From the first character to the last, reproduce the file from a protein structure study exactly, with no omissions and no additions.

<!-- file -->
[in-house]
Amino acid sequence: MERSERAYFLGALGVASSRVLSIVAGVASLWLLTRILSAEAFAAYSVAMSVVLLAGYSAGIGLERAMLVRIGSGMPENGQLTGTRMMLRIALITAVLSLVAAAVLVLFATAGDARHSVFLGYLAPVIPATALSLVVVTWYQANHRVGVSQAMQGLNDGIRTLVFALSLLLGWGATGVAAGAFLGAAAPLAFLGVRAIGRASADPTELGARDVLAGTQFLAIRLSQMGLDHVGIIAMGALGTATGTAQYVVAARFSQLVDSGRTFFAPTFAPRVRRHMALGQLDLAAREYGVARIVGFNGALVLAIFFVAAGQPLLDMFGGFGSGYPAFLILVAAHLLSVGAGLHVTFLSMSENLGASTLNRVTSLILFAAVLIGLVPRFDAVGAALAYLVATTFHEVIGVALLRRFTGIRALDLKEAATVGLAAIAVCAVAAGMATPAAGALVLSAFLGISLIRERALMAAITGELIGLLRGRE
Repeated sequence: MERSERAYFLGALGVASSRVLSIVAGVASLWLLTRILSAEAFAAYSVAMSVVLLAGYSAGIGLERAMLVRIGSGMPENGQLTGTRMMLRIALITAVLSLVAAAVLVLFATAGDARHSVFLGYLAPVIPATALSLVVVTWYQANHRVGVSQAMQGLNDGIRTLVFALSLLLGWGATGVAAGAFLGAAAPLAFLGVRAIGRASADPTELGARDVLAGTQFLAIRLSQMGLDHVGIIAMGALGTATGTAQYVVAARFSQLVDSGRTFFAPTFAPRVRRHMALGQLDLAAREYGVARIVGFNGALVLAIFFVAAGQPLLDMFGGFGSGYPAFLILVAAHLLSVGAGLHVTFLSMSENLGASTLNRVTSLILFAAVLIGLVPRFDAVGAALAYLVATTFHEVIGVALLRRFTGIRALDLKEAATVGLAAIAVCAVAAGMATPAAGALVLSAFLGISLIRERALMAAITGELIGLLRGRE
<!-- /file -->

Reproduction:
[in-house]
Amino acid sequence: MERSERAYFLGALGVASSRVLSIVAGVASLWLLTRILSAEAFAAYSVAMSVVLLAGYSAGIGLERAMLVRIGSGMPENGQLTGTRMMLRIALITAVLSLVAAAVLVLFATAGDARHSVFLGYLAPVIPATALSLVVVTWYQANHRVGVSQAMQGLNDGIRTLVFALSLLLGWGATGVAAGAFLGAAAPLAFLGVRAIGRASADPTELGARDVLAGTQFLAIRLSQMGLDHVGIIAMGALGTATGTAQYVVAARFSQLVDSGRTFFAPTFAPRVRRHMALGQLDLAAREYGVARIVGFNGALVLAIFFVAAGQPLLDMFGGFGSGYPAFLILVAAHLLSVGAGLHVTFLSMSENLGASTLNRVTSLILFAAVLIGLVPRFDAVGAALAYLVATTFHEVIGVALLRRFTGIRALDLKEAATVGLAAIAVCAVAAGMATPAAGALVLSAFLGISLIRERALMAAITGELIGLLRGRE
Repeated sequence: MERSERAYFLGALGVASSRVLSIVAGVASLWLLTRILSAEAFAAYSVAMSVVLLAGYSAGIGLERAMLVRIGSGMPENGQLTGTRMMLRIALITAVLSLVAAAVLVLFATAGDARHSVFLGYLAPVIPATALSLVVVTWYQANHRVGVSQAMQGLNDGIRTLVFALSLLLGWGATGVAAGAFLGAAAPLAFLGVRAIGRASADPTELGARDVLAGTQFLAIRLSQMGLDHVGIIAMGALGTATGTAQYVVAARFSQLVDSGRTFFAPTFAPRVRRHMALGQLDLAAREYGVARIVGFNGALVLAIFFVAAGQPLLDMFGGFGSGYPAFLILVAAHLLSVGAGLHVTFLSMSENLGASTLNRVTSLILFAAVLIGLVPRFDAVGAALAYLVATTFHEVIGVALLRRFTGIRALDLKEAATVGLAAIAVCAVAAGMATPAAGALVLSAFLGISLIRERALMAAITGELIGLLRGRE